HEART OF ALENE – Earl Carroll’s apartment has an American flag hanging above the stairs.
Photos and plaques are displayed, offering insight into his 22-year career in the Coast Guard.
He wears a blue hat that has “WWII Veteran” written on it in bright yellow letters with a pin and badges honoring his service.
“I won them,” he says.
And finally, his shirt says “American Grandpa and proud of it!” with the letters spelling out grandfather in red, white and blue.
“I’m quite a patriot,” he said, with a small smile as he walked around the room.
Carroll is 98 years old. The longtime Coeur d’Alene man hits a smooth putt and watches the ball roll across the mat. He walks a visitor up the long staircase to the front door. He hears, speaks well and sees well.
And there is always a sparkle in his eyes.
He is surprised when it is pointed out to him that he defies his age.
“I’m only 98 years old,” he says without suggesting he’s joking.
Carroll doesn’t go out often, but when he does he wears this WWII cap. He loves when people, especially children, thank him for his service.
“It’s cool,” he said.
Today he will celebrate Veterans Day with lunch at Hudson’s Hamburgers. He hopes people will attend one of the Veterans Day services in the area.
“A tribute to veterans. It’s a good idea, ”Carroll said.
Then, after a while, he adds, “But it’s not in the minds of people today. They have a life to live and worry about themselves.
Carroll was not worried about him when he joined the Coast Guard on October 15, 1941, during World War II.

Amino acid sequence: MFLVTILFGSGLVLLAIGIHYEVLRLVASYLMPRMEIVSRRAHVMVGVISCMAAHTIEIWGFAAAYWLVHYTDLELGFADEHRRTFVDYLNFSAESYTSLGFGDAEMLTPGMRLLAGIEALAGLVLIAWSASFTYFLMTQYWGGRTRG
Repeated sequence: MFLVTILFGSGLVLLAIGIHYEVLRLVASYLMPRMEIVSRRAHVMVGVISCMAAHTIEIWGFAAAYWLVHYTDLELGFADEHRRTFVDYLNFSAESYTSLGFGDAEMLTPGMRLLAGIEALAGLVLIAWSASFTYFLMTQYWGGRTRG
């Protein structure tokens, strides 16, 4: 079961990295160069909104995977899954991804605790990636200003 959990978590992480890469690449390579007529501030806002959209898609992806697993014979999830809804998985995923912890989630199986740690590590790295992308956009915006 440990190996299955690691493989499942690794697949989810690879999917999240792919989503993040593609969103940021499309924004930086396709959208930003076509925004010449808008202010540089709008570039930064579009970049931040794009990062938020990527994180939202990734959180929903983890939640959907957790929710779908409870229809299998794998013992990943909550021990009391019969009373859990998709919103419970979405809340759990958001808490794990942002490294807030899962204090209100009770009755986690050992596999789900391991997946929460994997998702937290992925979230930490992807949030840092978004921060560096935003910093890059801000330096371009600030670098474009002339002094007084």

“It was a long time ago,” he says.
But he remembered that he worked hard and was dedicated to whatever task was given to him.
“Once you got to grips with the different tasks, you were fine,” he said.
During the war, he was stationed in Alaska and served on the USCGC Onondaga, a cutter, on general patrol.
“General service,” Carroll says.
He was Gunner’s Mate, got promoted to Chief Gunner’s Mate, and was responsible for firearms and ammunition.
After the war he was chief aviation engineer and worked on helicopters and fixed-wing aircraft.
His periods of service have taken him to stations in Port Angeles, Washington; San-Francisco; Oahu, Hawaii; St. Petersburg, Florida; and Salem, Mass.
When he retired in 1964 at his wife’s request, he was ranked Top Chief in the US Coast Guard. He was given a golden braid worn around the sleeve of his uniform coat, which meant he wore a rating of 4.0, the highest he could receive, throughout his career.
“I did a good job,” he said, in fact.
Carroll is proud to note that he has been asked not to retire, and officers have even dissuaded him once.
If he had stayed, he would have been the first Master Chief, which he regrets not having done.
“I would have a much better retirement now,” he said, shaking his head.
But he knows he’s had a good life.
Today, Carroll enjoys being with a family that includes several grandchildren. He is relaxed and happy.
He looks back on his career in the Coast Guard with pride.
“I gave them everything they asked for,” he said.